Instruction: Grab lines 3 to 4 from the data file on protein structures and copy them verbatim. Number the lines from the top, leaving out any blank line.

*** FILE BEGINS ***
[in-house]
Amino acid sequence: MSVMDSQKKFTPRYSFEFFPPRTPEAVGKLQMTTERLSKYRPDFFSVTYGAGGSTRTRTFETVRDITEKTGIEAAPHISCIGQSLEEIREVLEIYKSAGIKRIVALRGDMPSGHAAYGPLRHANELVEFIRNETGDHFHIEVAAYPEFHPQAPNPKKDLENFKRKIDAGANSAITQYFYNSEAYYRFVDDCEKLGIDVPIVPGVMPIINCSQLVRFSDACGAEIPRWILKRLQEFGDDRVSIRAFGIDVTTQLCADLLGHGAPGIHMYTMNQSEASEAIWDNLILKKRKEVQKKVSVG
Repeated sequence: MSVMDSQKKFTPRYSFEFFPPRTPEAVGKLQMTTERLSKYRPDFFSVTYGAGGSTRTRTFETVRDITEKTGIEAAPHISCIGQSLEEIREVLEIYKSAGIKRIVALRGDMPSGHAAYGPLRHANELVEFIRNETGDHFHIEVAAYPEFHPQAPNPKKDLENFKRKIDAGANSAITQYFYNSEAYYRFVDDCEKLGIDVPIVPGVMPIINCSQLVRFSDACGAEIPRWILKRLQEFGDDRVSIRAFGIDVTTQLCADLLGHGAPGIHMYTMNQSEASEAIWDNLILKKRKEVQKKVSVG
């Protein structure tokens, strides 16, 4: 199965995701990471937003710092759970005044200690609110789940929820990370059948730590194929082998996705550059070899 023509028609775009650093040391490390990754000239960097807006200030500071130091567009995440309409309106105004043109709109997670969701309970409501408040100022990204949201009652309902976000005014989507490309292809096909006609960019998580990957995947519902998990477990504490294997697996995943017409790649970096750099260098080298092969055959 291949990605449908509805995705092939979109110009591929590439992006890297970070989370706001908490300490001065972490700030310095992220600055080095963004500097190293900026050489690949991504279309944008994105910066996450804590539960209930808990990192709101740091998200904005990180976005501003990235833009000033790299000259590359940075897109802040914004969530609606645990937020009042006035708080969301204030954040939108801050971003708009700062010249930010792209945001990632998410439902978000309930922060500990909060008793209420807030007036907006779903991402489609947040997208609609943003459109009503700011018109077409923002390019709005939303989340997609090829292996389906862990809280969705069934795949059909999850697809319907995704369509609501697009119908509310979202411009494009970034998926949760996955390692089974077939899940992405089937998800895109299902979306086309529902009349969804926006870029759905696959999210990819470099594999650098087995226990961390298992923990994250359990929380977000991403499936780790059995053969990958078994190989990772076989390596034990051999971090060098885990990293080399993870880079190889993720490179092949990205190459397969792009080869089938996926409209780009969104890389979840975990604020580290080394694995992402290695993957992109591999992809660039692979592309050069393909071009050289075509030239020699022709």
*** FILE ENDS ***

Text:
Repeated sequence: MSVMDSQKKFTPRYSFEFFPPRTPEAVGKLQMTTERLSKYRPDFFSVTYGAGGSTRTRTFETVRDITEKTGIEAAPHISCIGQSLEEIREVLEIYKSAGIKRIVALRGDMPSGHAAYGPLRHANELVEFIRNETGDHFHIEVAAYPEFHPQAPNPKKDLENFKRKIDAGANSAITQYFYNSEAYYRFVDDCEKLGIDVPIVPGVMPIINCSQLVRFSDACGAEIPRWILKRLQEFGDDRVSIRAFGIDVTTQLCADLLGHGAPGIHMYTMNQSEASEAIWDNLILKKRKEVQKKVSVG
């Protein structure tokens, strides 16, 4: 199965995701990471937003710092759970005044200690609110789940929820990370059948730590194929082998996705550059070899 023509028609775009650093040391490390990754000239960097807006200030500071130091567009995440309409309106105004043109709109997670969701309970409501408040100022990204949201009652309902976000005014989507490309292809096909006609960019998580990957995947519902998990477990504490294997697996995943017409790649970096750099260098080298092969055959 291949990605449908509805995705092939979109110009591929590439992006890297970070989370706001908490300490001065972490700030310095992220600055080095963004500097190293900026050489690949991504279309944008994105910066996450804590539960209930808990990192709101740091998200904005990180976005501003990235833009000033790299000259590359940075897109802040914004969530609606645990937020009042006035708080969301204030954040939108801050971003708009700062010249930010792209945001990632998410439902978000309930922060500990909060008793209420807030007036907006779903991402489609947040997208609609943003459109009503700011018109077409923002390019709005939303989340997609090829292996389906862990809280969705069934795949059909999850697809319907995704369509609501697009119908509310979202411009494009970034998926949760996955390692089974077939899940992405089937998800895109299902979306086309529902009349969804926006870029759905696959999210990819470099594999650098087995226990961390298992923990994250359990929380977000991403499936780790059995053969990958078994190989990772076989390596034990051999971090060098885990990293080399993870880079190889993720490179092949990205190459397969792009080869089938996926409209780009969104890389979840975990604020580290080394694995992402290695993957992109591999992809660039692979592309050069393909071009050289075509030239020699022709």